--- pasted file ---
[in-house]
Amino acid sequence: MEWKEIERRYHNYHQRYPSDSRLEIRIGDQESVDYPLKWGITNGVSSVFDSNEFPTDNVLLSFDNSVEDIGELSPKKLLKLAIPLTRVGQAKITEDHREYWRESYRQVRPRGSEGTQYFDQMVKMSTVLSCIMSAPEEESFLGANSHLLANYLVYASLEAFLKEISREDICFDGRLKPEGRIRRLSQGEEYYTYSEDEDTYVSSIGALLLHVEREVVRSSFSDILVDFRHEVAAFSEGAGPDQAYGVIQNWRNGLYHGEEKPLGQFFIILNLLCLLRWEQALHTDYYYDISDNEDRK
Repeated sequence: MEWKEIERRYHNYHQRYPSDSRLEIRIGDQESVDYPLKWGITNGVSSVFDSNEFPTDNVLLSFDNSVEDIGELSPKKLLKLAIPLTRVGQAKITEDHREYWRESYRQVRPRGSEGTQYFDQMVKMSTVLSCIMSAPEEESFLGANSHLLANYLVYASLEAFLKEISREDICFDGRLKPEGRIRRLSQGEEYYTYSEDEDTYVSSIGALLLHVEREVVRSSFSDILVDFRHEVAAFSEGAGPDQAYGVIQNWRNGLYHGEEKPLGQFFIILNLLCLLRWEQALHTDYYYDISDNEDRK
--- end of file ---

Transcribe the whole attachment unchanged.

[in-house]
Amino acid sequence: MEWKEIERRYHNYHQRYPSDSRLEIRIGDQESVDYPLKWGITNGVSSVFDSNEFPTDNVLLSFDNSVEDIGELSPKKLLKLAIPLTRVGQAKITEDHREYWRESYRQVRPRGSEGTQYFDQMVKMSTVLSCIMSAPEEESFLGANSHLLANYLVYASLEAFLKEISREDICFDGRLKPEGRIRRLSQGEEYYTYSEDEDTYVSSIGALLLHVEREVVRSSFSDILVDFRHEVAAFSEGAGPDQAYGVIQNWRNGLYHGEEKPLGQFFIILNLLCLLRWEQALHTDYYYDISDNEDRK
Repeated sequence: MEWKEIERRYHNYHQRYPSDSRLEIRIGDQESVDYPLKWGITNGVSSVFDSNEFPTDNVLLSFDNSVEDIGELSPKKLLKLAIPLTRVGQAKITEDHREYWRESYRQVRPRGSEGTQYFDQMVKMSTVLSCIMSAPEEESFLGANSHLLANYLVYASLEAFLKEISREDICFDGRLKPEGRIRRLSQGEEYYTYSEDEDTYVSSIGALLLHVEREVVRSSFSDILVDFRHEVAAFSEGAGPDQAYGVIQNWRNGLYHGEEKPLGQFFIILNLLCLLRWEQALHTDYYYDISDNEDRK